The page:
Crohn’s Disease

Crohn’s disease is a chronic inflammatory condition of the gastrointestinal tract; it belongs to a group of conditions known as inflammatory bowel diseases (IBD). IBD actually includes Crohn’s disease and ulcerative colitis, an inflammatory bowel disease that causes long-lasting inflammation and sores (ulcers) in the innermost lining of the large intestine (colon) and rectum.

Crohn’s disease is a form of internal disorder that belongs to a group of conditions known as inflammatory bowel diseases (IBD). An estimated 780,000 Americans is said to be affected with this chronic inflammatory condition of the gastrointestinal tract and, though men and women are equally likely to be affected, it is more widespread among adolescents and young adults aged from 15 to 35.

It is not well understood what actually causes Crohn’s disease; however, recent research suggests that environmental factors and genetics are contributory factors. Its symptoms also vary from one patient to another, the most common, however, according to a Valley Stream Crohn’s disease doctor, include: pain, severe diarrhea, bloody stool, fatigue, weight loss, decreased appetite, abdominal pain, abdominal cramps, and fever.

In treating inflammatory bowel diseases, the goal is to reduce the inflammation that is responsible for triggering the signs and symptoms. There is no cure for IBD, unfortunately, but many treatment options exist to help relieve the symptoms on a daily basis, including:

  • anti-inflammatory drugs
  • immune system suppressors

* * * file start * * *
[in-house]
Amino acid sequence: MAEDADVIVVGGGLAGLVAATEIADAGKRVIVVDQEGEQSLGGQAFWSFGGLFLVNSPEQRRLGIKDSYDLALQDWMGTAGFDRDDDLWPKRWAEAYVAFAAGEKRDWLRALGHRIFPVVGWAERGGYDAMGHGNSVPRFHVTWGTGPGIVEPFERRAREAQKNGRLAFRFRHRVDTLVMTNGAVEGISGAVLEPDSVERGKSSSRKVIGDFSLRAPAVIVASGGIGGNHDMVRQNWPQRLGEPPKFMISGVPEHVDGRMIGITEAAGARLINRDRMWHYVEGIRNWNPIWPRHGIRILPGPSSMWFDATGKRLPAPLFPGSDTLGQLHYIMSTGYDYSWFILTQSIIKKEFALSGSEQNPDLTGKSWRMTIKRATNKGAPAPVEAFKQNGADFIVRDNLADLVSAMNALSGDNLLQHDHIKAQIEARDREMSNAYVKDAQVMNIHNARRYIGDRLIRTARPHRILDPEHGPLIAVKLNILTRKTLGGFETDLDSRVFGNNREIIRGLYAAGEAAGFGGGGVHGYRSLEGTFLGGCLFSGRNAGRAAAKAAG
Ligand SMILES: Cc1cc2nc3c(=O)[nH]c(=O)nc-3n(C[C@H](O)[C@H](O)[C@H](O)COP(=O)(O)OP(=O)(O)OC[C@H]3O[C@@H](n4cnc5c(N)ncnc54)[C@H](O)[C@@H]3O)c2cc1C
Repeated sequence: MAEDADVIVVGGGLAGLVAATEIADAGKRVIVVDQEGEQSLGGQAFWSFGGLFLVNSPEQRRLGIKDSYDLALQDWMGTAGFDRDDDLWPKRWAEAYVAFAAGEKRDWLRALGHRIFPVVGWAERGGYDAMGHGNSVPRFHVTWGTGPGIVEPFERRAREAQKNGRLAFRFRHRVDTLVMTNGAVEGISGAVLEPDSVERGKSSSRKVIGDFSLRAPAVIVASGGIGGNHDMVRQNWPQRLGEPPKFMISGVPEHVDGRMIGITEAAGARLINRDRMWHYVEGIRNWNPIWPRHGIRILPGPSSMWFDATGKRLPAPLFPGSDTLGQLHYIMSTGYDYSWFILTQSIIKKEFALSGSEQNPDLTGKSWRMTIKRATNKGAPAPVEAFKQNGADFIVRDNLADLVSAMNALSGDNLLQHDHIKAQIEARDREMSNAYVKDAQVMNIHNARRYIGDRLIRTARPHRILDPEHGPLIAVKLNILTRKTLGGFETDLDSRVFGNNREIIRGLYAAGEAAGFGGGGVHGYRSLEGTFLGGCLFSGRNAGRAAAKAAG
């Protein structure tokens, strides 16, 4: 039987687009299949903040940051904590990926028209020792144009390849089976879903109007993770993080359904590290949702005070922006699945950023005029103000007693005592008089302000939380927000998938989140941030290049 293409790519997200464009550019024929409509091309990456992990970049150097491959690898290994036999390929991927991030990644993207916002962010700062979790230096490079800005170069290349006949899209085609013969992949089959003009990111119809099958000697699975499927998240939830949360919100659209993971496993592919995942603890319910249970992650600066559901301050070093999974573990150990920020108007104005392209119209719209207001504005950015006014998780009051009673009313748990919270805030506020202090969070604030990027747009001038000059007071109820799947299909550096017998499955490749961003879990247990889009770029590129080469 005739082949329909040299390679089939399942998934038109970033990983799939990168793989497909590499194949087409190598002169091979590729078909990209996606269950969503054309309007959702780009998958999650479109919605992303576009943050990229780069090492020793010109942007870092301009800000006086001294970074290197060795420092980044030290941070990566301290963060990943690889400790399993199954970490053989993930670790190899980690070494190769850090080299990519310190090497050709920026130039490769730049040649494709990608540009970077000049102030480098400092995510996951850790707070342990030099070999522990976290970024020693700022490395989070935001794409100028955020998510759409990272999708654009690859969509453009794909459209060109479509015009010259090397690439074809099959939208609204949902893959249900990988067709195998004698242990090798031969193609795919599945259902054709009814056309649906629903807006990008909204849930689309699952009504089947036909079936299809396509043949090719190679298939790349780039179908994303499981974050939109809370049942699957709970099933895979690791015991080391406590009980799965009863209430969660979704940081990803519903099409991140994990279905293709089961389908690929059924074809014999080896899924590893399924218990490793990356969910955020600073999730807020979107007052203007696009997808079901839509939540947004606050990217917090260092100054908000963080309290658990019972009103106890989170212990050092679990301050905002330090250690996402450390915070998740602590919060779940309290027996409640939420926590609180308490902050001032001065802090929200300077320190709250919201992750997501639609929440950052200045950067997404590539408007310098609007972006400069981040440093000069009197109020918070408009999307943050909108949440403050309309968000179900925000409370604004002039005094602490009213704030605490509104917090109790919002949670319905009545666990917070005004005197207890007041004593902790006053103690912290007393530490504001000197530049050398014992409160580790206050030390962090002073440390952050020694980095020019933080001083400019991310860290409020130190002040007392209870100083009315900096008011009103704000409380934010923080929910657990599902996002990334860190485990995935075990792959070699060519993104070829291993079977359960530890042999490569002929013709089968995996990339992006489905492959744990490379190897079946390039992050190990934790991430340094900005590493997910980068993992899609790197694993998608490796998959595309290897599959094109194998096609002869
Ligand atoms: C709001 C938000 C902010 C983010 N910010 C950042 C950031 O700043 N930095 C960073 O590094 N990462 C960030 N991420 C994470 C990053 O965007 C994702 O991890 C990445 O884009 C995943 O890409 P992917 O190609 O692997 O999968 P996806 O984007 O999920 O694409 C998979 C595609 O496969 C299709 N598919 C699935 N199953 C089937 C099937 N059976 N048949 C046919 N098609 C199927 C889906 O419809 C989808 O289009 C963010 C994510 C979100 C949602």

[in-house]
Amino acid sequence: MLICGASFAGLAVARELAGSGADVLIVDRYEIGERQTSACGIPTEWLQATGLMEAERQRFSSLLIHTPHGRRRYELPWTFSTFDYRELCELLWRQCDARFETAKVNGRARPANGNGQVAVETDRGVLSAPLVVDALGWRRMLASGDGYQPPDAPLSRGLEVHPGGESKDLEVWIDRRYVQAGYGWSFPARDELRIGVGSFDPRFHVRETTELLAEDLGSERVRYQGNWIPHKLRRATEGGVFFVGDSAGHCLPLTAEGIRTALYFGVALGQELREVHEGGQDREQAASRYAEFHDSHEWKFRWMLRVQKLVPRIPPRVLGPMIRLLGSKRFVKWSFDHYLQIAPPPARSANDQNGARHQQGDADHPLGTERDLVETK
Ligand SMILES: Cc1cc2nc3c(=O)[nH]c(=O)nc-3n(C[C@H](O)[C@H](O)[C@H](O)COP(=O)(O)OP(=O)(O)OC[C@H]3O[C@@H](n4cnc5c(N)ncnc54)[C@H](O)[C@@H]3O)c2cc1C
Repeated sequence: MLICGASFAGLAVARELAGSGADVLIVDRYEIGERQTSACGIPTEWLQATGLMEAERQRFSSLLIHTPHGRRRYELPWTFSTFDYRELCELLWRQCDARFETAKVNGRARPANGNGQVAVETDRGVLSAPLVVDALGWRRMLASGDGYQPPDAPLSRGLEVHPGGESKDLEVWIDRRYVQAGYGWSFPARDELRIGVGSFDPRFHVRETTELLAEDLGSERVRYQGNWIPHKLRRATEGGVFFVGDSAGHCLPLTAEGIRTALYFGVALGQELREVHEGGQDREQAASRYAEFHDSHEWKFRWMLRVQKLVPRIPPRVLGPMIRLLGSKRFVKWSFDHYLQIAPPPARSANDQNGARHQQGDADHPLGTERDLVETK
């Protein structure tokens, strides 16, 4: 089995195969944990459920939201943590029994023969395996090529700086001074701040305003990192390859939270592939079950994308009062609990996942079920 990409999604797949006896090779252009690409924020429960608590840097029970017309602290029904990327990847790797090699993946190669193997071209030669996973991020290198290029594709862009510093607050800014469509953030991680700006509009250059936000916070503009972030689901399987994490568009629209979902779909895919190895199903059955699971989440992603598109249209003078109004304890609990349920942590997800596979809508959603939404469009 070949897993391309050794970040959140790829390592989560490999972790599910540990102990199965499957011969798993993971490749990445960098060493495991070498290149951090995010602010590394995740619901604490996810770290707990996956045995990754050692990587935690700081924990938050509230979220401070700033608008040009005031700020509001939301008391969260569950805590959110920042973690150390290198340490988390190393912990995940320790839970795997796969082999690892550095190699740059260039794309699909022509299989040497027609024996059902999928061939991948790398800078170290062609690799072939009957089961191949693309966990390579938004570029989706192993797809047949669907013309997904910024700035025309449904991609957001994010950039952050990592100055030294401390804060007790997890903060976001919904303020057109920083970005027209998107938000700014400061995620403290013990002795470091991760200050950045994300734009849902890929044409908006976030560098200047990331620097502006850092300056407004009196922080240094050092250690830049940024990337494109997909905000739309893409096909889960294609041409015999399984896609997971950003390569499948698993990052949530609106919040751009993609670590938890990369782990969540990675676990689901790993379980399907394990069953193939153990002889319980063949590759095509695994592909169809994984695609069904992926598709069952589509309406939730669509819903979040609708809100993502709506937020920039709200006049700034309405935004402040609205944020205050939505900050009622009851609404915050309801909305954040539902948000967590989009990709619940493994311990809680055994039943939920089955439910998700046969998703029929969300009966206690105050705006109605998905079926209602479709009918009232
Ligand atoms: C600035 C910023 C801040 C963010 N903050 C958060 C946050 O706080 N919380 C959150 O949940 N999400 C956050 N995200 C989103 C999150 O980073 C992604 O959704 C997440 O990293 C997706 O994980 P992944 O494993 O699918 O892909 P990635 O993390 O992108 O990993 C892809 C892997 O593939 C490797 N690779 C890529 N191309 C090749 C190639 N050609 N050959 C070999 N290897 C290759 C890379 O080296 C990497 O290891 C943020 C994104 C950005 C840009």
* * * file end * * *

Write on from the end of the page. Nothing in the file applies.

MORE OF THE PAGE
• antibiotics
  • other types of medications
  • surgery

Even if one may think that he/she is showing signs of IBD, especially Crohn’s disease symptoms, only proper testing performed by a Gastroenterologist can render a diagnosis. A gastroenterologist is a physician specializing in diseases of the digestive system (also called the gastrointestinal tract or GI tract); he/she treats conditions that affect the esophagus, stomach, small and large intestines (colon), and biliary system, which include the liver, the pancreas, the gallbladder, and the bile ducts.

 

Balayage Benefits

Taught for many years in the UK, the French hair coloring technique known as balayage has recently become widely popular in the United States. In fact, it is now one of the most requested hair coloring techniques in salons across the US.

So what makes it so special compared to traditional techniques? Balayage is a technique where highlights are essentially painted on by the colorist rather than using the tradition foil technique. The lack of bleach and minimal color dye allows the stylist to make the highlights as soft or strong as the client wishes. This makes balayage one of the most versatile coloring options on the market. With the right stylist, it much easier to color hair in a way that best suits the clients skin tone and ultimately highlight their features. Additionally, the technique works on basically on both light and dark hair as well as practically all lengths.

Apart from looking great, balyage is also extremely low maintenance. While traditional highlights require constant maintenance, about every 6 weeks or less, balayage only requires touch-ups every eight to twelve weeks.

Another great benefit of balayage highlights is that they do not require saturating hair in heavy amounts of bleach and dye. This results in softer, silkier hair with less damage and dryness. The technique also avoids getting any product on the scalp. This makes it safe for women who are pregnant or are allergic to certain hair products. The professionals at Therapy Hair Studio state that balayage truly is the safest, most versatile, and lowest maintenance option for women who want beautiful highlights in their hair.